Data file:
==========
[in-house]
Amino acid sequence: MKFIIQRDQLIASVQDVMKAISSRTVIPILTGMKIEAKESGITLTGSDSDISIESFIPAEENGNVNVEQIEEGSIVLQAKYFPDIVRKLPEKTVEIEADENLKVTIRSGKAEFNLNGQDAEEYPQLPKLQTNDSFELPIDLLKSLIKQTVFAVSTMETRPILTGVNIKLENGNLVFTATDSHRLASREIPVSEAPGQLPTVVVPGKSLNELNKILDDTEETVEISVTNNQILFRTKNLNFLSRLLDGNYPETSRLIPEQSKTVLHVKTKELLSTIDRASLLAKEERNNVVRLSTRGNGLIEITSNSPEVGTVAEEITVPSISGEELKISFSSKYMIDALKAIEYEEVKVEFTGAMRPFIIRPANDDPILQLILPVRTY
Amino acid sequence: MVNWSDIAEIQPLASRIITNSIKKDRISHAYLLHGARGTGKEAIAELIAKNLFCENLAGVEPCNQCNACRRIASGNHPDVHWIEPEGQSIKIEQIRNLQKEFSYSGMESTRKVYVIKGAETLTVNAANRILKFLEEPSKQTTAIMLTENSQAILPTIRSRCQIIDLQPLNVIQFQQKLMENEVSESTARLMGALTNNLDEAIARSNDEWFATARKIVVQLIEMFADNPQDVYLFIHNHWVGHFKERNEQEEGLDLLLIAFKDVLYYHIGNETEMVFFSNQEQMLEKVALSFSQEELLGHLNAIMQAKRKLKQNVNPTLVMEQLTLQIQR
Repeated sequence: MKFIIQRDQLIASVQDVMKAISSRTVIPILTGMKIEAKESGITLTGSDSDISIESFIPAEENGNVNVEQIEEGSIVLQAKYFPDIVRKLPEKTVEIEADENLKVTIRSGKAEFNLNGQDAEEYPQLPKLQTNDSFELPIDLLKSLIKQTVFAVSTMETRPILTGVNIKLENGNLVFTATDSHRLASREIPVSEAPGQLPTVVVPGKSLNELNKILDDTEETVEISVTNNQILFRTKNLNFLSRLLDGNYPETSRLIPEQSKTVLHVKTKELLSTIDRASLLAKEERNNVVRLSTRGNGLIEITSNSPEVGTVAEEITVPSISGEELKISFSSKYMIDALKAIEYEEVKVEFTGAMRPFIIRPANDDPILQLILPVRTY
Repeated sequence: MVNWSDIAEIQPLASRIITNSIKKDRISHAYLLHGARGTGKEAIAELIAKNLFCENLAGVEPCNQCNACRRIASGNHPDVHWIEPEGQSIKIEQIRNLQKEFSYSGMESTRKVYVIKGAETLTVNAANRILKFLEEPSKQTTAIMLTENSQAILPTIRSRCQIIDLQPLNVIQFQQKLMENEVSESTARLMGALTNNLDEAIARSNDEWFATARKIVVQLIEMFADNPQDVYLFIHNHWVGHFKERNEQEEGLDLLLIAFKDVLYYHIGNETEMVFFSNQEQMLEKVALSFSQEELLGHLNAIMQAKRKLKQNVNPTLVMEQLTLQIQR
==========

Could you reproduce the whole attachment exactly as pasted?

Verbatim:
[in-house]
Amino acid sequence: MKFIIQRDQLIASVQDVMKAISSRTVIPILTGMKIEAKESGITLTGSDSDISIESFIPAEENGNVNVEQIEEGSIVLQAKYFPDIVRKLPEKTVEIEADENLKVTIRSGKAEFNLNGQDAEEYPQLPKLQTNDSFELPIDLLKSLIKQTVFAVSTMETRPILTGVNIKLENGNLVFTATDSHRLASREIPVSEAPGQLPTVVVPGKSLNELNKILDDTEETVEISVTNNQILFRTKNLNFLSRLLDGNYPETSRLIPEQSKTVLHVKTKELLSTIDRASLLAKEERNNVVRLSTRGNGLIEITSNSPEVGTVAEEITVPSISGEELKISFSSKYMIDALKAIEYEEVKVEFTGAMRPFIIRPANDDPILQLILPVRTY
Amino acid sequence: MVNWSDIAEIQPLASRIITNSIKKDRISHAYLLHGARGTGKEAIAELIAKNLFCENLAGVEPCNQCNACRRIASGNHPDVHWIEPEGQSIKIEQIRNLQKEFSYSGMESTRKVYVIKGAETLTVNAANRILKFLEEPSKQTTAIMLTENSQAILPTIRSRCQIIDLQPLNVIQFQQKLMENEVSESTARLMGALTNNLDEAIARSNDEWFATARKIVVQLIEMFADNPQDVYLFIHNHWVGHFKERNEQEEGLDLLLIAFKDVLYYHIGNETEMVFFSNQEQMLEKVALSFSQEELLGHLNAIMQAKRKLKQNVNPTLVMEQLTLQIQR
Repeated sequence: MKFIIQRDQLIASVQDVMKAISSRTVIPILTGMKIEAKESGITLTGSDSDISIESFIPAEENGNVNVEQIEEGSIVLQAKYFPDIVRKLPEKTVEIEADENLKVTIRSGKAEFNLNGQDAEEYPQLPKLQTNDSFELPIDLLKSLIKQTVFAVSTMETRPILTGVNIKLENGNLVFTATDSHRLASREIPVSEAPGQLPTVVVPGKSLNELNKILDDTEETVEISVTNNQILFRTKNLNFLSRLLDGNYPETSRLIPEQSKTVLHVKTKELLSTIDRASLLAKEERNNVVRLSTRGNGLIEITSNSPEVGTVAEEITVPSISGEELKISFSSKYMIDALKAIEYEEVKVEFTGAMRPFIIRPANDDPILQLILPVRTY
Repeated sequence: MVNWSDIAEIQPLASRIITNSIKKDRISHAYLLHGARGTGKEAIAELIAKNLFCENLAGVEPCNQCNACRRIASGNHPDVHWIEPEGQSIKIEQIRNLQKEFSYSGMESTRKVYVIKGAETLTVNAANRILKFLEEPSKQTTAIMLTENSQAILPTIRSRCQIIDLQPLNVIQFQQKLMENEVSESTARLMGALTNNLDEAIARSNDEWFATARKIVVQLIEMFADNPQDVYLFIHNHWVGHFKERNEQEEGLDLLLIAFKDVLYYHIGNETEMVFFSNQEQMLEKVALSFSQEELLGHLNAIMQAKRKLKQNVNPTLVMEQLTLQIQR